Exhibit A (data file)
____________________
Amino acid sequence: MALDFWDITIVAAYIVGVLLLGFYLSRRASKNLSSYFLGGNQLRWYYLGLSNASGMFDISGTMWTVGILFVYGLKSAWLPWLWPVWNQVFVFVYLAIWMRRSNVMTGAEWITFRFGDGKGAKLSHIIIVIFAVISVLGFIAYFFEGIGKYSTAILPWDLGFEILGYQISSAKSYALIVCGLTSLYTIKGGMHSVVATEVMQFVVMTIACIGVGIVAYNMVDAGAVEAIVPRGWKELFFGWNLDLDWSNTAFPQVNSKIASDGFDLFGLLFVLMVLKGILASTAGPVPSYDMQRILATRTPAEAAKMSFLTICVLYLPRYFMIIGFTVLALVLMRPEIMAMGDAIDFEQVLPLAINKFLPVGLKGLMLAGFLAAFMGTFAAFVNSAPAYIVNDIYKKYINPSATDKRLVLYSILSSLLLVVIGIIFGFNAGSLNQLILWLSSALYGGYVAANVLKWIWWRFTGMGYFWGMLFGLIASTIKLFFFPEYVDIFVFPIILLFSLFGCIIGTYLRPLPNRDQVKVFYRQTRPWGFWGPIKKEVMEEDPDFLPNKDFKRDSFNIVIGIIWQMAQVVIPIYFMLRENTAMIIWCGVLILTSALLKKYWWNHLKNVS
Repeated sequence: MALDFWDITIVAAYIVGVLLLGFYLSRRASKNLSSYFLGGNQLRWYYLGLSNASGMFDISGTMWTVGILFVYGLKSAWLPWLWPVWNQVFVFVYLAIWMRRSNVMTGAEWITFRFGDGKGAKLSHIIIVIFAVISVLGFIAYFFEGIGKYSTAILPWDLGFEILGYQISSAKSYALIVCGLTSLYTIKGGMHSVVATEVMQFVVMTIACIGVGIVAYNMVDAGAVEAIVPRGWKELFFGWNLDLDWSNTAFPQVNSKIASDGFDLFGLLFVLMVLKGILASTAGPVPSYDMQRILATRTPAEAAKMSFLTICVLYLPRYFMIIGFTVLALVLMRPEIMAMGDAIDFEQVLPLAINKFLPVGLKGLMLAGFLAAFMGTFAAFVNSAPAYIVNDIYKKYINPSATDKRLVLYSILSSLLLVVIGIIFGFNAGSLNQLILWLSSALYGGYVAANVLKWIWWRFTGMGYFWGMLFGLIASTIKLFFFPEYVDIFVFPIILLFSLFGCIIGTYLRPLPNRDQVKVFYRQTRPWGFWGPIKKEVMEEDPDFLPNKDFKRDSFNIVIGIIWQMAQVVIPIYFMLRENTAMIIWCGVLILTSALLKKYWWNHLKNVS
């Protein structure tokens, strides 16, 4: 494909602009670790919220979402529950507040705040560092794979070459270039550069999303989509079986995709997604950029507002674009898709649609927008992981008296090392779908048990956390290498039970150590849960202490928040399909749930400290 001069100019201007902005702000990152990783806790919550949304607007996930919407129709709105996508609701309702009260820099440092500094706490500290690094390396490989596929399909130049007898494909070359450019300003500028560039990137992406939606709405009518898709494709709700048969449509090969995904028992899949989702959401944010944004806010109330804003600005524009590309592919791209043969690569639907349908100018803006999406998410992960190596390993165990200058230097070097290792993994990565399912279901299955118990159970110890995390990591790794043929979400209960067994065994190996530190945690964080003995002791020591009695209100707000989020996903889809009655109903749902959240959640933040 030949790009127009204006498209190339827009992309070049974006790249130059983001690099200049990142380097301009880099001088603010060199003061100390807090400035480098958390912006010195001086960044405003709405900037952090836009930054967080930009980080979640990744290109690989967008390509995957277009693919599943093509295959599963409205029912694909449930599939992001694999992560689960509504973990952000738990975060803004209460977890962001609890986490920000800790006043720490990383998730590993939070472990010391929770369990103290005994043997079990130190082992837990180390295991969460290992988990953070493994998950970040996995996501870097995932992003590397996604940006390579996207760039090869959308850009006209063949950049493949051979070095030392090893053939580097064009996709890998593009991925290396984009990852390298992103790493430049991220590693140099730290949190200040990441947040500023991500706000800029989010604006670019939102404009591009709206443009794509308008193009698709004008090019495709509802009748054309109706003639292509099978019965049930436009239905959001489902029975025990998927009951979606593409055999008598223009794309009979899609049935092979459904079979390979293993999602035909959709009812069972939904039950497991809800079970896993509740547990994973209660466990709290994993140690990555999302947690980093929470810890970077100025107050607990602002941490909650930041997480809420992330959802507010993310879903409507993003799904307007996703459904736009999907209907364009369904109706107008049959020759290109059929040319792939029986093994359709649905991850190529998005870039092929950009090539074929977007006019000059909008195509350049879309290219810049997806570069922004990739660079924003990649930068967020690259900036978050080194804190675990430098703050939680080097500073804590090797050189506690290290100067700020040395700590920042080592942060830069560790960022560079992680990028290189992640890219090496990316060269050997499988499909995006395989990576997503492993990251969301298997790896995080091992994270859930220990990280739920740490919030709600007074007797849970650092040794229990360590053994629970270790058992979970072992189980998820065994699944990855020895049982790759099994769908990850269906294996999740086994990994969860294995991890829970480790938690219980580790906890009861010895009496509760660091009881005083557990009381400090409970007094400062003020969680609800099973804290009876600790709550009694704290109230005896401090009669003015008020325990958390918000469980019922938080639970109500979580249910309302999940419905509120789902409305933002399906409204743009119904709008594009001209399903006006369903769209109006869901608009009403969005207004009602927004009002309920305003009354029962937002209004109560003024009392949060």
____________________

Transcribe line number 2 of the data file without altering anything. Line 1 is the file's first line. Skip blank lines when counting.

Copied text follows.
Repeated sequence: MALDFWDITIVAAYIVGVLLLGFYLSRRASKNLSSYFLGGNQLRWYYLGLSNASGMFDISGTMWTVGILFVYGLKSAWLPWLWPVWNQVFVFVYLAIWMRRSNVMTGAEWITFRFGDGKGAKLSHIIIVIFAVISVLGFIAYFFEGIGKYSTAILPWDLGFEILGYQISSAKSYALIVCGLTSLYTIKGGMHSVVATEVMQFVVMTIACIGVGIVAYNMVDAGAVEAIVPRGWKELFFGWNLDLDWSNTAFPQVNSKIASDGFDLFGLLFVLMVLKGILASTAGPVPSYDMQRILATRTPAEAAKMSFLTICVLYLPRYFMIIGFTVLALVLMRPEIMAMGDAIDFEQVLPLAINKFLPVGLKGLMLAGFLAAFMGTFAAFVNSAPAYIVNDIYKKYINPSATDKRLVLYSILSSLLLVVIGIIFGFNAGSLNQLILWLSSALYGGYVAANVLKWIWWRFTGMGYFWGMLFGLIASTIKLFFFPEYVDIFVFPIILLFSLFGCIIGTYLRPLPNRDQVKVFYRQTRPWGFWGPIKKEVMEEDPDFLPNKDFKRDSFNIVIGIIWQMAQVVIPIYFMLRENTAMIIWCGVLILTSALLKKYWWNHLKNVS